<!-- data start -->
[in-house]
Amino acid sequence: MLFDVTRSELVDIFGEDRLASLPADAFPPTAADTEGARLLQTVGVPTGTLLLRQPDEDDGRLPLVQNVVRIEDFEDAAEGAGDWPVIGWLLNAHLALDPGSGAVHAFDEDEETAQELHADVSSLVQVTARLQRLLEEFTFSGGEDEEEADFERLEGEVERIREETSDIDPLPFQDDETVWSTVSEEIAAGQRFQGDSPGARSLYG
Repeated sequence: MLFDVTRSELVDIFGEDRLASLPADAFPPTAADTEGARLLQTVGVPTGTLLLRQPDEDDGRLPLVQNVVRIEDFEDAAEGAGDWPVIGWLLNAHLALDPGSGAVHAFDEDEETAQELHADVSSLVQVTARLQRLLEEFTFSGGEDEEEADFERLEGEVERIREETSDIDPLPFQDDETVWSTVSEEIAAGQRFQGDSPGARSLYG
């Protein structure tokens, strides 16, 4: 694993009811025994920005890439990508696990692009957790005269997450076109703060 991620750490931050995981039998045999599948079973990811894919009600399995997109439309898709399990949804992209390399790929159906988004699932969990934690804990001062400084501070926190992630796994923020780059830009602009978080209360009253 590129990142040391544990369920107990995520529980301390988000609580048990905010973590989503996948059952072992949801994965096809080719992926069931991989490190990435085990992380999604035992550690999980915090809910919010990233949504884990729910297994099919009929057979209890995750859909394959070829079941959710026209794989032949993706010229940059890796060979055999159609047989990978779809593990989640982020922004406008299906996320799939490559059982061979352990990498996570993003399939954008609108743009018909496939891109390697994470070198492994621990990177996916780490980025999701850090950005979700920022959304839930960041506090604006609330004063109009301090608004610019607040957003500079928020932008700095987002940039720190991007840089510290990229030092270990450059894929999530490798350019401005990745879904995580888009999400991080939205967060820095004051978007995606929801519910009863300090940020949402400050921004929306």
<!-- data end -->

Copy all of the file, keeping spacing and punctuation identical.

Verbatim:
[in-house]
Amino acid sequence: MLFDVTRSELVDIFGEDRLASLPADAFPPTAADTEGARLLQTVGVPTGTLLLRQPDEDDGRLPLVQNVVRIEDFEDAAEGAGDWPVIGWLLNAHLALDPGSGAVHAFDEDEETAQELHADVSSLVQVTARLQRLLEEFTFSGGEDEEEADFERLEGEVERIREETSDIDPLPFQDDETVWSTVSEEIAAGQRFQGDSPGARSLYG
Repeated sequence: MLFDVTRSELVDIFGEDRLASLPADAFPPTAADTEGARLLQTVGVPTGTLLLRQPDEDDGRLPLVQNVVRIEDFEDAAEGAGDWPVIGWLLNAHLALDPGSGAVHAFDEDEETAQELHADVSSLVQVTARLQRLLEEFTFSGGEDEEEADFERLEGEVERIREETSDIDPLPFQDDETVWSTVSEEIAAGQRFQGDSPGARSLYG
């Protein structure tokens, strides 16, 4: 694993009811025994920005890439990508696990692009957790005269997450076109703060 991620750490931050995981039998045999599948079973990811894919009600399995997109439309898709399990949804992209390399790929159906988004699932969990934690804990001062400084501070926190992630796994923020780059830009602009978080209360009253 590129990142040391544990369920107990995520529980301390988000609580048990905010973590989503996948059952072992949801994965096809080719992926069931991989490190990435085990992380999604035992550690999980915090809910919010990233949504884990729910297994099919009929057979209890995750859909394959070829079941959710026209794989032949993706010229940059890796060979055999159609047989990978779809593990989640982020922004406008299906996320799939490559059982061979352990990498996570993003399939954008609108743009018909496939891109390697994470070198492994621990990177996916780490980025999701850090950005979700920022959304839930960041506090604006609330004063109009301090608004610019607040957003500079928020932008700095987002940039720190991007840089510290990229030092270990450059894929999530490798350019401005990745879904995580888009999400991080939205967060820095004051978007995606929801519910009863300090940020949402400050921004929306």